Those of us fortunate enough to live in the Pacific Northwest expect lots of rain. It’s what makes western Washington so green and mountain streams flowing year-round. But boy, this year, the rain has seemed neverending. I read recently the last full week without rain was last September. The dry days have been few and far between, so when the last day of winter dawned clear and bright, Mr. Adventure and I took advantage of Washington State Parks’ fee-free day and headed to Millersylvania State Park for a little vitamin D.
The 842-acre park has plenty of amenities and is popular year-round. During warm weather, families pack the shores of Deep Lake to enjoy picnics, swimming, and fishing. Hikers can park at the entrance and start on a trail system that circles the entire park. Just keep taking the right fork, and you’ll end up walking about six miles.
Signs of spring are everywhere. Indian plum is one of the earliest bloomers in Pacific Northwest maritime forests, and we saw many bushes already in leaf and some in flower. The native salmonberry is leafing out, and skunk cabbage (back East, we called this jack-in-the-pulpit) announces its presence with vibrant yellow blooms and a pungent odor.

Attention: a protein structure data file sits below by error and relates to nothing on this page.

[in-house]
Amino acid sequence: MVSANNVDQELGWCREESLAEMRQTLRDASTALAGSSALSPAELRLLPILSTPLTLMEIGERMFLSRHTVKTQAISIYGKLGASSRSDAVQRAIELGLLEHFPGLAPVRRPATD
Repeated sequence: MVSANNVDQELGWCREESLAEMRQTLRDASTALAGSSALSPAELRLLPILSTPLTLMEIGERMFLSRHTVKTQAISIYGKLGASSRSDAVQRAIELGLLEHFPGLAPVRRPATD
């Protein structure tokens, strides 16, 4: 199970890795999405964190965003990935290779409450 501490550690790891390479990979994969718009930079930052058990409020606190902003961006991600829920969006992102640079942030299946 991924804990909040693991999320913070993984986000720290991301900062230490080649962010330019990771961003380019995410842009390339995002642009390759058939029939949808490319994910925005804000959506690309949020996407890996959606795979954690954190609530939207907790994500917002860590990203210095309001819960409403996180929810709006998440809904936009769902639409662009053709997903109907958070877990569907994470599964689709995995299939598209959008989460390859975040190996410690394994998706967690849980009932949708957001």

Evidence of the wet, wet winter abounds. Just look at the trail! This is a short section of about a half-mile across some wetlands, emphasis on “wet.” Most of the trail in this area was underwater, but intrepid hikers had dragged some logs along the edges to provide a somewhat drier toehold. Getting through this area required patience and willingness to get our feet wet.
The Civilian Conservation Corps worked in the park during the 1930s, building trails, shelters, and cabins. The National Park Service listed the park on the National Register of Historic Places in 2009 in recognition of its CCC landscape, most of which still exists.
Our hike through Millersylvania was an excellent way to bid winter farewell, at least on the calendar. More rain is headed our way, but it’s only a matter of time before our gorgeous Pacific Northwest summer is upon us again. Happy spring!